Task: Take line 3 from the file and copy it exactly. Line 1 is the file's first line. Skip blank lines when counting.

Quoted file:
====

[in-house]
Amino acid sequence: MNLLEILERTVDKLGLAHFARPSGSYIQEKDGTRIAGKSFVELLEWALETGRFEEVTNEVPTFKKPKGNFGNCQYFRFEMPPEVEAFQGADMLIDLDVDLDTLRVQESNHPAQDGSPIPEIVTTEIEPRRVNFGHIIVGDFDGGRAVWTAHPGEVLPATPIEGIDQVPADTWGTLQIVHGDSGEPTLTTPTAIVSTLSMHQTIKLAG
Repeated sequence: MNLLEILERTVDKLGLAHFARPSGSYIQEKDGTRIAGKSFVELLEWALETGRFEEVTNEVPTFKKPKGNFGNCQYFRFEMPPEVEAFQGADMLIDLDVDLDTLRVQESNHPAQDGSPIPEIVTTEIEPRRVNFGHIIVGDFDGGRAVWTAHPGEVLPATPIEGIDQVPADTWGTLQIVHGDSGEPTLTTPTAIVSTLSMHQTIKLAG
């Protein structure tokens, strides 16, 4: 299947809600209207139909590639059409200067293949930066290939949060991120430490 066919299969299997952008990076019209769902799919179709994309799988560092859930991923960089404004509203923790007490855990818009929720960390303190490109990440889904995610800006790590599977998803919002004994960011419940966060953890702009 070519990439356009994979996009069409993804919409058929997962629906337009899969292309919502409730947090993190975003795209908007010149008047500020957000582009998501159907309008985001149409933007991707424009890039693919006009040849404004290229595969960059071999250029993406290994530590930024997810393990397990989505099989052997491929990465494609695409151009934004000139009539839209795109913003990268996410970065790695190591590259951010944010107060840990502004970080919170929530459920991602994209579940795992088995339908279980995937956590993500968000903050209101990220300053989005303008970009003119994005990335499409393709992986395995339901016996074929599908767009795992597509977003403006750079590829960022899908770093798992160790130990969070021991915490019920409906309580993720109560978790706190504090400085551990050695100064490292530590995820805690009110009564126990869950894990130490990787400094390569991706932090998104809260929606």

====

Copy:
Repeated sequence: MNLLEILERTVDKLGLAHFARPSGSYIQEKDGTRIAGKSFVELLEWALETGRFEEVTNEVPTFKKPKGNFGNCQYFRFEMPPEVEAFQGADMLIDLDVDLDTLRVQESNHPAQDGSPIPEIVTTEIEPRRVNFGHIIVGDFDGGRAVWTAHPGEVLPATPIEGIDQVPADTWGTLQIVHGDSGEPTLTTPTAIVSTLSMHQTIKLAG